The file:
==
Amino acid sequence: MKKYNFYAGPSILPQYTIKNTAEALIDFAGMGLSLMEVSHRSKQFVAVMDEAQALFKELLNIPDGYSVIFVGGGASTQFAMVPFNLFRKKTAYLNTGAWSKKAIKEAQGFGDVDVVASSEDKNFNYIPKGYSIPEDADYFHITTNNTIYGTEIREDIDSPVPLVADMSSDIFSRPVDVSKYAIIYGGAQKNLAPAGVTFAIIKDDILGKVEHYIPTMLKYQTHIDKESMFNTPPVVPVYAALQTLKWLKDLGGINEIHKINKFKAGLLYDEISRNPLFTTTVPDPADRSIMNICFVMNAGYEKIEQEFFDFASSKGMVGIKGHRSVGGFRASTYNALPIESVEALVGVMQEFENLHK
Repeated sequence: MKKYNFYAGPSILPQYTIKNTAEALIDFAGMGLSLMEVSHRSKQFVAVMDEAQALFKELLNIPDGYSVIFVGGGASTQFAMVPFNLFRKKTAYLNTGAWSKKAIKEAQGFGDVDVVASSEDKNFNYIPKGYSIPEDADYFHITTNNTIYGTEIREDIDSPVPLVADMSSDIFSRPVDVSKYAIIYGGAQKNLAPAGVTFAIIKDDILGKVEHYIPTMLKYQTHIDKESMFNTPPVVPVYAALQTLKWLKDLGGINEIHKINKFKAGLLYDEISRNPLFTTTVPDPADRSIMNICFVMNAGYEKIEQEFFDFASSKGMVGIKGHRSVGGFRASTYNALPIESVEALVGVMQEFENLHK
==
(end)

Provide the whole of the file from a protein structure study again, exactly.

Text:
Amino acid sequence: MKKYNFYAGPSILPQYTIKNTAEALIDFAGMGLSLMEVSHRSKQFVAVMDEAQALFKELLNIPDGYSVIFVGGGASTQFAMVPFNLFRKKTAYLNTGAWSKKAIKEAQGFGDVDVVASSEDKNFNYIPKGYSIPEDADYFHITTNNTIYGTEIREDIDSPVPLVADMSSDIFSRPVDVSKYAIIYGGAQKNLAPAGVTFAIIKDDILGKVEHYIPTMLKYQTHIDKESMFNTPPVVPVYAALQTLKWLKDLGGINEIHKINKFKAGLLYDEISRNPLFTTTVPDPADRSIMNICFVMNAGYEKIEQEFFDFASSKGMVGIKGHRSVGGFRASTYNALPIESVEALVGVMQEFENLHK
Repeated sequence: MKKYNFYAGPSILPQYTIKNTAEALIDFAGMGLSLMEVSHRSKQFVAVMDEAQALFKELLNIPDGYSVIFVGGGASTQFAMVPFNLFRKKTAYLNTGAWSKKAIKEAQGFGDVDVVASSEDKNFNYIPKGYSIPEDADYFHITTNNTIYGTEIREDIDSPVPLVADMSSDIFSRPVDVSKYAIIYGGAQKNLAPAGVTFAIIKDDILGKVEHYIPTMLKYQTHIDKESMFNTPPVVPVYAALQTLKWLKDLGGINEIHKINKFKAGLLYDEISRNPLFTTTVPDPADRSIMNICFVMNAGYEKIEQEFFDFASSKGMVGIKGHRSVGGFRASTYNALPIESVEALVGVMQEFENLHK